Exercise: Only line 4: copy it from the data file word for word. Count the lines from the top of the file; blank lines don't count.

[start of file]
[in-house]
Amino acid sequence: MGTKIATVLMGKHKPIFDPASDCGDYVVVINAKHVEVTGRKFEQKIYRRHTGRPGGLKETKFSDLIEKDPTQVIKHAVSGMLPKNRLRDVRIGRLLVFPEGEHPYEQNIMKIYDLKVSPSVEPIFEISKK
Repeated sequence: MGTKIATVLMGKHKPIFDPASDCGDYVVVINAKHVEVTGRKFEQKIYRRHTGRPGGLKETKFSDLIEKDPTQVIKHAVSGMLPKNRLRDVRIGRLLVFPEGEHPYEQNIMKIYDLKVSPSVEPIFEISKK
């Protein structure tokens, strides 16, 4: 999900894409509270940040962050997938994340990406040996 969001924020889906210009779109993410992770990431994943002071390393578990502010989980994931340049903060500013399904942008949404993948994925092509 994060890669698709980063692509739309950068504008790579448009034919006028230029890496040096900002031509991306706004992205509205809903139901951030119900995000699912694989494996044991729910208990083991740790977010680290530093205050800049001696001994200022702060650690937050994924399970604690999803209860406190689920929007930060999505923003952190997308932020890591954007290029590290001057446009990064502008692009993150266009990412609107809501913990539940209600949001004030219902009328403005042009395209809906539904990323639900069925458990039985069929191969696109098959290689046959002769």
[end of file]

């Protein structure tokens, strides 16, 4: 999900894409509270940040962050997938994340990406040996 969001924020889906210009779109993410992770990431994943002071390393578990502010989980994931340049903060500013399904942008949404993948994925092509 994060890669698709980063692509739309950068504008790579448009034919006028230029890496040096900002031509991306706004992205509205809903139901951030119900995000699912694989494996044991729910208990083991740790977010680290530093205050800049001696001994200022702060650690937050994924399970604690999803209860406190689920929007930060999505923003952190997308932020890591954007290029590290001057446009990064502008692009993150266009990412609107809501913990539940209600949001004030219902009328403005042009395209809906539904990323639900069925458990039985069929191969696109098959290689046959002769």